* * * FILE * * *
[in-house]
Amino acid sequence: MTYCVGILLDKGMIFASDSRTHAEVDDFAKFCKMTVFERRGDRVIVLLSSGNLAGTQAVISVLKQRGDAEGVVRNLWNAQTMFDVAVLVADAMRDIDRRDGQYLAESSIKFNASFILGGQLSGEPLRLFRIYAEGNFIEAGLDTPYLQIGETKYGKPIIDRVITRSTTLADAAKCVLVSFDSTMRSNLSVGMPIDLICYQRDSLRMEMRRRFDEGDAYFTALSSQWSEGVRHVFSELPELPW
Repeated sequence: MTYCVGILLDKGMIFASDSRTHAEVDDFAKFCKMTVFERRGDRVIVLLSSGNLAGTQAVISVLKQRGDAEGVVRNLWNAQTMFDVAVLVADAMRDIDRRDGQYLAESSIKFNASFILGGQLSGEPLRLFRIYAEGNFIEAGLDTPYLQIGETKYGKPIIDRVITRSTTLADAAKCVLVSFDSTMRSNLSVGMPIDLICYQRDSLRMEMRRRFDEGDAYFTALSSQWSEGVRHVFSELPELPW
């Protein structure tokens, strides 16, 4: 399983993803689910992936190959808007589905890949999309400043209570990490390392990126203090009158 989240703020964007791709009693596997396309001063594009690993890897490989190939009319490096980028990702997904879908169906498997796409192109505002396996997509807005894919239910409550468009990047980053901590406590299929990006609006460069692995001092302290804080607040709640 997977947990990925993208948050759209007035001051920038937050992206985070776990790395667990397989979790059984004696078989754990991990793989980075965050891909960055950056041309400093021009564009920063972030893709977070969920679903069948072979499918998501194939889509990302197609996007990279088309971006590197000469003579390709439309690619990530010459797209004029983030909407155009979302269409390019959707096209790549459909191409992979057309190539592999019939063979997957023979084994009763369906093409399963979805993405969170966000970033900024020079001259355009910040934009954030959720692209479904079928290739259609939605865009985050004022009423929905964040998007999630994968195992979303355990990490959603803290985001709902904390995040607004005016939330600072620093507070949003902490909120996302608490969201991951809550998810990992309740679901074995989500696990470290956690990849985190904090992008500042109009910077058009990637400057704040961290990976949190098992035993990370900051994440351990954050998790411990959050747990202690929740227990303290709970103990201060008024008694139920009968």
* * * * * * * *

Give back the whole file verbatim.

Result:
[in-house]
Amino acid sequence: MTYCVGILLDKGMIFASDSRTHAEVDDFAKFCKMTVFERRGDRVIVLLSSGNLAGTQAVISVLKQRGDAEGVVRNLWNAQTMFDVAVLVADAMRDIDRRDGQYLAESSIKFNASFILGGQLSGEPLRLFRIYAEGNFIEAGLDTPYLQIGETKYGKPIIDRVITRSTTLADAAKCVLVSFDSTMRSNLSVGMPIDLICYQRDSLRMEMRRRFDEGDAYFTALSSQWSEGVRHVFSELPELPW
Repeated sequence: MTYCVGILLDKGMIFASDSRTHAEVDDFAKFCKMTVFERRGDRVIVLLSSGNLAGTQAVISVLKQRGDAEGVVRNLWNAQTMFDVAVLVADAMRDIDRRDGQYLAESSIKFNASFILGGQLSGEPLRLFRIYAEGNFIEAGLDTPYLQIGETKYGKPIIDRVITRSTTLADAAKCVLVSFDSTMRSNLSVGMPIDLICYQRDSLRMEMRRRFDEGDAYFTALSSQWSEGVRHVFSELPELPW
């Protein structure tokens, strides 16, 4: 399983993803689910992936190959808007589905890949999309400043209570990490390392990126203090009158 989240703020964007791709009693596997396309001063594009690993890897490989190939009319490096980028990702997904879908169906498997796409192109505002396996997509807005894919239910409550468009990047980053901590406590299929990006609006460069692995001092302290804080607040709640 997977947990990925993208948050759209007035001051920038937050992206985070776990790395667990397989979790059984004696078989754990991990793989980075965050891909960055950056041309400093021009564009920063972030893709977070969920679903069948072979499918998501194939889509990302197609996007990279088309971006590197000469003579390709439309690619990530010459797209004029983030909407155009979302269409390019959707096209790549459909191409992979057309190539592999019939063979997957023979084994009763369906093409399963979805993405969170966000970033900024020079001259355009910040934009954030959720692209479904079928290739259609939605865009985050004022009423929905964040998007999630994968195992979303355990990490959603803290985001709902904390995040607004005016939330600072620093507070949003902490909120996302608490969201991951809550998810990992309740679901074995989500696990470290956690990849985190904090992008500042109009910077058009990637400057704040961290990976949190098992035993990370900051994440351990954050998790411990959050747990202690929740227990303290709970103990201060008024008694139920009968």